Is this an accurate description of what’s going on? I tried to keep up with the news yesterday and what I’ve pieced together is that (a) facing serious budget troubles ($15 million in losses over 10 years), NCTM has laid off numerous staff at headquarters and is trying to consolidate roles and responsibilities in Reston, (b) The Math Forum staff were asked to be part of that consolidation and move to Reston to work from headquarters, and (c) The Math Forum staff doesn’t want to make that move. (And I don’t blame them.) I haven’t heard an NCTM take on this, but I was assuming that they’d like to see the resources and contributions of The Math Forum continue, with some of those things as member-only benefits in a way that brings some financial stability to those efforts.

    1. Raymond, sorry for the delay. Was at Sam’s college reunion this weekend.

      I’m not sure what’s public and what’s not, but what I keep being told is, even if they move to Reston, the staff will be split up and put in several different departments. The MF logo and content will fade from view on the website. The MF as we know it will cease to exist.

      1. This is why I’m struggling so much, frankly. It’s not just finances, and it’s not just Reston. That’s why the statement was inadequate.

  5. THanks for this! I teach math a lot, most days — but I’m not a math teacher…. I’m staff at a community college in a walk-in tutoring lab. I *have* taught math K-12 in sped setting.
    #MTBOS has been such an incredible resource.
    NCTM? It’s awesome!! Well, I think it is, from what the cool people in it say, except there are so many paywalls and yes, it’s wicked expensive to join and participate. I’m at least in higher ed where we have *some* travel budgets some years (it’s Illinois). When I was a K-12 teacher? No way, period.
    I didn’t know NCTM was hurting but it could be that it’s like the newspaper industry.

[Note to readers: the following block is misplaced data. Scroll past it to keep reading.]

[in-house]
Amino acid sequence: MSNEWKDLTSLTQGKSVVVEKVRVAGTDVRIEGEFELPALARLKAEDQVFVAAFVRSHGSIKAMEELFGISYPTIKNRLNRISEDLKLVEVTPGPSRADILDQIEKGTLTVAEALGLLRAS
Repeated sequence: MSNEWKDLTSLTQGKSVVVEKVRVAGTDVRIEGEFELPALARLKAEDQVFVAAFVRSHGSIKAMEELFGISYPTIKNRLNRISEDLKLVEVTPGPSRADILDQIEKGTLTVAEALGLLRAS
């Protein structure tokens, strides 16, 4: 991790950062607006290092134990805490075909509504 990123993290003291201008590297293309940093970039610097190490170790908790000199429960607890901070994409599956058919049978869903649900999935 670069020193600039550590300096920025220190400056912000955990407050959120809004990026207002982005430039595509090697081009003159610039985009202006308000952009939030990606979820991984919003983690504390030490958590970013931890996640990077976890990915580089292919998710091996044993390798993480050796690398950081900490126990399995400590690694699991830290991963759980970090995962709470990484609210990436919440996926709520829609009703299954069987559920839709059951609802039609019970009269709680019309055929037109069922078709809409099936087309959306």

6. Hmmmm …. so much griping about NCTM say so many as they hold their daily grande Starbucks “mocachino”. I have been a lifelong member of NCTM. It made me the teacher I was and yes, I am one of the 55 + year olds, but it continues to be my go to organization for mathematics and advocacy. For those of you who don’t see the value, talk with a member, go to NCTM and tell them what you need. Loss of the Math Forum folks is really unfortunate, but I wondered how they took on 4 new full time staff a few years ago when we knew there was a drop in membership and some financial concerns. I hope that NCTM can really work to make a connection to ALL teachers, k-12 because that is what the MF folks have done so very well!

    1. Linda,
      I really struggled to read past the first line of your comment. I mean, wow. The tone is unwarranted and contemptuous and I’m not even sure what you mean. How on earth do you expect membership to rise with comments like that?! Not exactly inviting.

      I did read past it, though, and now I’m even more confused. If you read what I posted, you’ll see we were doing just what you said we should. Those people talking in New Orleans were a mix of teachers and coaches who ARE members of NCTM, who DO go to the conference, who DO talk to members (of all ages) with a variety of experiences with NCTM, and who DO advocate for what we need. So what exactly are you criticizing here?


    2. Oh, Linda, that’s brilliant. Exactly why I let my membership to NCTM expire after a quarter-century. Thanks for confirming so publicly what I have long-known about a small but far too influential subset of NCTM insiders.